The Ancient Magus’ Bride volumes 1-6 by Kore Yamazaki ✦ Translated by Adrienne Beck ✦ Published by Seven Seas, 2015-2016 ✦ ISBN: 9781626921870 (volume 1) | 9781626921924 (volume 2) | 9781626922242 (volume 3) | 9781626922556 (volume 4) | 9781626922846 (volume 5) | 9781626923508 (volume 6)
After an early life of misfortune, teenage Chise Hatori finds herself being sold to a mysterious, skull-faced man who calls himself a magus. He tells her she has special powers related to the ability to see and use magic, and that he will make her his apprentice and his bride. Chise finds herself embracing this new world of fae, creatures, and magic, and wanting to know more about the inhuman Elias Ainsworth as she comes to care for him.
I picked volume one of this series up mostly on a whim from Barnes & Noble. It sounded interesting enough from the concept, although I admit the idea of a teenage girl being sold as a commodity gave me some pause (and I still wish the series hadn’t really opened that way). After reading the first volume, I was hooked.
I’m going to try to make this review as spoiler free as possible, but I also do want to talk about all six volumes so there may be some small spoilers, particularly for characters who don’t show up in the initial volume! Sorry about that.
This is a manga with a slow build. There’s chapters where basically nothing happens, while the characters (mostly Chise and Elias) develop slowly over the six volumes that are currently out in English. They’re guided by other characters, a mishmash of magic users and fae creatures, and they face obstacles of both human and inhuman designs. Yamazaki does a great job of revealing truths about the world she’s developed through Chise, who is obviously new to the world of magic but has a strong curiosity about everything she encounters (a curiosity that often gets her into trouble).
The worldbuilding in this series is excellent. Yamazaki clearly has a long-standing love of fairy stories from the British Isles, and the world of the comic is steeped in it. Her own inventions meld seamlessly with legends of fairies and black dogs, creating a vibrant world full of rules and customs Chise must learn to keep herself and others safe. The divide between humans and non-humans is presented as one that is easy to cross over but difficult to cross back again, which seems to be a theme of the series.
Chise is a compassionate girl, despite her troubled childhood, of which we are shown bits and pieces of over the course of these volumes. She is the type who will risk her own health and safety for the sake of others, something that Elias has difficulty coping with, especially since part of her willingness to risk herself is because she has very little sense of self-worth. Both Chise and Elias have difficulty being honest with their feelings, Chise due to her upbringing and Elias due to a fundamental lack of understanding of human emotions, as he is certainly not human himself. They mystery of what exactly Elias is will likely be drawn out over the entire series, and while we are given hints, we are not really given answers in these six volumes. Still, Elias and Chise clearly have a need for one another, and the other major theme of the series is their growth in relation to one another. Despite the title, it’s hard to call the relationship between them (at least at this point) “romantic,” and there is certainly no physical relationship between them. After the first volume, the idea of Chise being Elias’s bride comes up only occasionally.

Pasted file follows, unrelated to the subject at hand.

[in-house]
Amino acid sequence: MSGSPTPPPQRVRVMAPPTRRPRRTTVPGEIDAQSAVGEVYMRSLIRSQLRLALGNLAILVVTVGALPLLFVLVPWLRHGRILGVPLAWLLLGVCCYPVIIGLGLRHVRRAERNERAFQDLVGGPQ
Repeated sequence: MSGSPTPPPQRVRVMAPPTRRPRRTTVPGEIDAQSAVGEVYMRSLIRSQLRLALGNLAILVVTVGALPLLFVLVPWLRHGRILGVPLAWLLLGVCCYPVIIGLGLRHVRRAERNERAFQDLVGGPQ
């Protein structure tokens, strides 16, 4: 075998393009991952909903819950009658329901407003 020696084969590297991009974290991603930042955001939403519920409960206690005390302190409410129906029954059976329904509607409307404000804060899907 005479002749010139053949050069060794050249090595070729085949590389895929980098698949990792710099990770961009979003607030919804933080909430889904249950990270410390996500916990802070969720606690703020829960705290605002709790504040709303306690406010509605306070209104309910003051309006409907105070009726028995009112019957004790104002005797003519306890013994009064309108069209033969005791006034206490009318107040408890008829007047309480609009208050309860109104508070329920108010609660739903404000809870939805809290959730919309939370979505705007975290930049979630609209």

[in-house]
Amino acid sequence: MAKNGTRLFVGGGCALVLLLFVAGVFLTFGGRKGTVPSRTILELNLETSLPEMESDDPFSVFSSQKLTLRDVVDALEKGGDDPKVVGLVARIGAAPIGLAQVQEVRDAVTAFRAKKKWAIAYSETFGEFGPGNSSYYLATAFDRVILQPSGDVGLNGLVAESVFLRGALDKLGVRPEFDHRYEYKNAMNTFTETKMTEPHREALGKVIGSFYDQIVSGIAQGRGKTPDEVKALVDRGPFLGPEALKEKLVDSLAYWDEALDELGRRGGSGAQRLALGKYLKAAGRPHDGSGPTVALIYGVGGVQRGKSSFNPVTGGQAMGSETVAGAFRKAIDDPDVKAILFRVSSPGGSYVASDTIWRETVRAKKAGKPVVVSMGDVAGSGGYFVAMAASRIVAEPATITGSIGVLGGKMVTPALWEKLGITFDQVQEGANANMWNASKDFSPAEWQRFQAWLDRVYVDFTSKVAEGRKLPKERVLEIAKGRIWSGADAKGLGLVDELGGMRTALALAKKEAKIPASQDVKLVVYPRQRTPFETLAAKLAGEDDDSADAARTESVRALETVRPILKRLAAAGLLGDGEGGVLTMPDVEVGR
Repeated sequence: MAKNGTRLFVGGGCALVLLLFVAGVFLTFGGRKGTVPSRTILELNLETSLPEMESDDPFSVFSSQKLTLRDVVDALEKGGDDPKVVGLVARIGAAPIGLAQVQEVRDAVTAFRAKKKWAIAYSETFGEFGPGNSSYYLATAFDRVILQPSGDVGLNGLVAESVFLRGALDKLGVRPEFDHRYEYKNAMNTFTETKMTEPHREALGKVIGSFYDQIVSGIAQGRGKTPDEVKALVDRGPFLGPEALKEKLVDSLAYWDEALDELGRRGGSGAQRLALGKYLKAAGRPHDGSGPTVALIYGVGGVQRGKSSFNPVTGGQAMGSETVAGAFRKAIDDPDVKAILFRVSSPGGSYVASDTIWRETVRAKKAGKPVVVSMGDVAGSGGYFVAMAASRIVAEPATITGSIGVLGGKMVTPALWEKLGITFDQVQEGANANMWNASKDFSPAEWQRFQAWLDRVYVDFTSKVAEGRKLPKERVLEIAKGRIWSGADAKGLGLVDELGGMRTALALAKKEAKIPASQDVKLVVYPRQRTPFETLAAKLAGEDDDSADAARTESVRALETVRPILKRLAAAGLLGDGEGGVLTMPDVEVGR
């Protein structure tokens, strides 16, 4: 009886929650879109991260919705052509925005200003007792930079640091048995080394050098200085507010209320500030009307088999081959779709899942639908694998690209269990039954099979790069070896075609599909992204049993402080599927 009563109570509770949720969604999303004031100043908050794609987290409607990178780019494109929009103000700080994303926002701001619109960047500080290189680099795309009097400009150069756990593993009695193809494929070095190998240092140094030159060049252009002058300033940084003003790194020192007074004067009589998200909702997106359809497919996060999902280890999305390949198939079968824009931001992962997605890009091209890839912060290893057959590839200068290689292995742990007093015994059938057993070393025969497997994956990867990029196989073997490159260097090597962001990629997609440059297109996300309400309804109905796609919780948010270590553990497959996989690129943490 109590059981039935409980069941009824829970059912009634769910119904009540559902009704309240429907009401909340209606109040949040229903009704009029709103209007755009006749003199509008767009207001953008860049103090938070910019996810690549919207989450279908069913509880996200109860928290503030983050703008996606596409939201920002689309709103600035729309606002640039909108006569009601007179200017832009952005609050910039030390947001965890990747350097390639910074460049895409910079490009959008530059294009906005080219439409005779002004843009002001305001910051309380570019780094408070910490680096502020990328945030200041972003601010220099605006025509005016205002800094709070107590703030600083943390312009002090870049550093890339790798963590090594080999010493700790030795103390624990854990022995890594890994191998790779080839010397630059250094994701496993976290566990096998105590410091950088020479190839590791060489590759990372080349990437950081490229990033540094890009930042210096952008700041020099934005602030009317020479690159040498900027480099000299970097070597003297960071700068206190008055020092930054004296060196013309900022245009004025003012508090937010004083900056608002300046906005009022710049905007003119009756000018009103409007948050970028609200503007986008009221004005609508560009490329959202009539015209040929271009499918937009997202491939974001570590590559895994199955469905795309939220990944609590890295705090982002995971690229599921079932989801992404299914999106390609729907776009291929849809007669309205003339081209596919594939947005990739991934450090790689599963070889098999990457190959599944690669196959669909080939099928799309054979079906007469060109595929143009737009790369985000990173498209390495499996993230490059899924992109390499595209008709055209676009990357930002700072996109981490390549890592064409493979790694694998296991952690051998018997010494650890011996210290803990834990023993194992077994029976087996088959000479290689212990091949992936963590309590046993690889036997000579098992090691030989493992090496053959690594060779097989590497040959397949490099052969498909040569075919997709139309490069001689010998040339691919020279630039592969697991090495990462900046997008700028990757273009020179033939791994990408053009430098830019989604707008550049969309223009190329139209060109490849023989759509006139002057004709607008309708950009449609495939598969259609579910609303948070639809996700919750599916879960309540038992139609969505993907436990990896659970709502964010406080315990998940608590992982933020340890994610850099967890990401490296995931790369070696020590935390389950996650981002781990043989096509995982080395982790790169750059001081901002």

Although Elias and Chise are both fascinating characters in their own rights, the secondary characters of this series are really my favorites. The apprentice alchemist Alice, who is first introduced as an antagonist and later sort-of befriends Chise, and her master Renfred; the black dog Chise adopts as a familiar; the free-spirited dragon-keeping magus Lindel; the Silver Lady who looks after Elias’s home… Characters introduced once always seem likely to return again later, and the way each of them contribute to Chise’s understanding of the world adds even more richness to the story. There is also the seeming antagonist to the series, the alchemist who Elias calls Cartaphilus, who is really the only hint that there may be more to the comic than the slice-of-life pacing of the majority of it lets on.
The art of the series is excellent, with expressive characters balanced well with ornate, beautiful backgrounds. The volumes have some bonus material on the inside front and back covers, including the layout and breakdown of various parts of Elias’s home and other places, which I particularly enjoyed seeing. The Neighbors and creatures all have interesting designs as well, making the art as visually rich as the story is. Again, Yamazaki has clearly done her research in portraying the small town in an unspecified part of England where Elias lives, right down to details like the types of trees and flowers growing in Elias’s garden, and the washing machine being in the kitchen.
Overall, The Ancient Magus’ Bride is an innovative and slow-moving fantasy series that’s well worth a read if you enjoy fairy tales and folklore. It’s not a series to read for magical battles and monsters, although it has its share of those, but one to read for the well-crafted worldbuilding and characters and the beautiful art.
Story: 5/5; Slow-paced and slice-of-life interspersed with magic and peril
Art: 5/5; Art that well-suits and enhances the story